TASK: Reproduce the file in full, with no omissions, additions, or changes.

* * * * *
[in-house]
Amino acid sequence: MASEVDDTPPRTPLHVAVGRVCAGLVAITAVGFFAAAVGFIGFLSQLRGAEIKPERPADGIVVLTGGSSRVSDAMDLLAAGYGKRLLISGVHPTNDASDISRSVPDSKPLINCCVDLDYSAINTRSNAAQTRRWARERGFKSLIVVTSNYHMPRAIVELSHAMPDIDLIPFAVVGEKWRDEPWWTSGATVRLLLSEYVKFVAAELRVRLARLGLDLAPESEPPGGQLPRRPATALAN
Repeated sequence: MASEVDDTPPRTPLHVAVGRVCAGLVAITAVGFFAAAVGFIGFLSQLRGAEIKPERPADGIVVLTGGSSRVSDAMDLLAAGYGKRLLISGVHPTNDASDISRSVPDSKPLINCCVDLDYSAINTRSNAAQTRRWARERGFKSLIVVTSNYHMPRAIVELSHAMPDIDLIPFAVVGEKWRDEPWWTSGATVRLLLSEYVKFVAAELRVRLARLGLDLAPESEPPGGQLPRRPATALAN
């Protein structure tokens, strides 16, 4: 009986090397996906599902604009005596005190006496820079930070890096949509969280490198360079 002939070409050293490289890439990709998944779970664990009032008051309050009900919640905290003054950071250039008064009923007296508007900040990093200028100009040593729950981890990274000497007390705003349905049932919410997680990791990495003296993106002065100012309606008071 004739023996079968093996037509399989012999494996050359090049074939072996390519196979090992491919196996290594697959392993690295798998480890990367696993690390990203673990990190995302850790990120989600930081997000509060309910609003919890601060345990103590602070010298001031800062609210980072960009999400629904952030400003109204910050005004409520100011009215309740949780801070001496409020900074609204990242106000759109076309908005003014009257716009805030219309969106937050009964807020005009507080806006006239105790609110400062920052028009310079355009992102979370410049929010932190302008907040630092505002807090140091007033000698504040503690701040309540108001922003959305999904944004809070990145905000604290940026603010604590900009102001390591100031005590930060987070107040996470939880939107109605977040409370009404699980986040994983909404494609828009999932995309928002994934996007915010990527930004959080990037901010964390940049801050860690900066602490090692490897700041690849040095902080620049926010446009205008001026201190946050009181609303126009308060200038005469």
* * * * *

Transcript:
[in-house]
Amino acid sequence: MASEVDDTPPRTPLHVAVGRVCAGLVAITAVGFFAAAVGFIGFLSQLRGAEIKPERPADGIVVLTGGSSRVSDAMDLLAAGYGKRLLISGVHPTNDASDISRSVPDSKPLINCCVDLDYSAINTRSNAAQTRRWARERGFKSLIVVTSNYHMPRAIVELSHAMPDIDLIPFAVVGEKWRDEPWWTSGATVRLLLSEYVKFVAAELRVRLARLGLDLAPESEPPGGQLPRRPATALAN
Repeated sequence: MASEVDDTPPRTPLHVAVGRVCAGLVAITAVGFFAAAVGFIGFLSQLRGAEIKPERPADGIVVLTGGSSRVSDAMDLLAAGYGKRLLISGVHPTNDASDISRSVPDSKPLINCCVDLDYSAINTRSNAAQTRRWARERGFKSLIVVTSNYHMPRAIVELSHAMPDIDLIPFAVVGEKWRDEPWWTSGATVRLLLSEYVKFVAAELRVRLARLGLDLAPESEPPGGQLPRRPATALAN
């Protein structure tokens, strides 16, 4: 009986090397996906599902604009005596005190006496820079930070890096949509969280490198360079 002939070409050293490289890439990709998944779970664990009032008051309050009900919640905290003054950071250039008064009923007296508007900040990093200028100009040593729950981890990274000497007390705003349905049932919410997680990791990495003296993106002065100012309606008071 004739023996079968093996037509399989012999494996050359090049074939072996390519196979090992491919196996290594697959392993690295798998480890990367696993690390990203673990990190995302850790990120989600930081997000509060309910609003919890601060345990103590602070010298001031800062609210980072960009999400629904952030400003109204910050005004409520100011009215309740949780801070001496409020900074609204990242106000759109076309908005003014009257716009805030219309969106937050009964807020005009507080806006006239105790609110400062920052028009310079355009992102979370410049929010932190302008907040630092505002807090140091007033000698504040503690701040309540108001922003959305999904944004809070990145905000604290940026603010604590900009102001390591100031005590930060987070107040996470939880939107109605977040409370009404699980986040994983909404494609828009999932995309928002994934996007915010990527930004959080990037901010964390940049801050860690900066602490090692490897700041690849040095902080620049926010446009205008001026201190946050009181609303126009308060200038005469």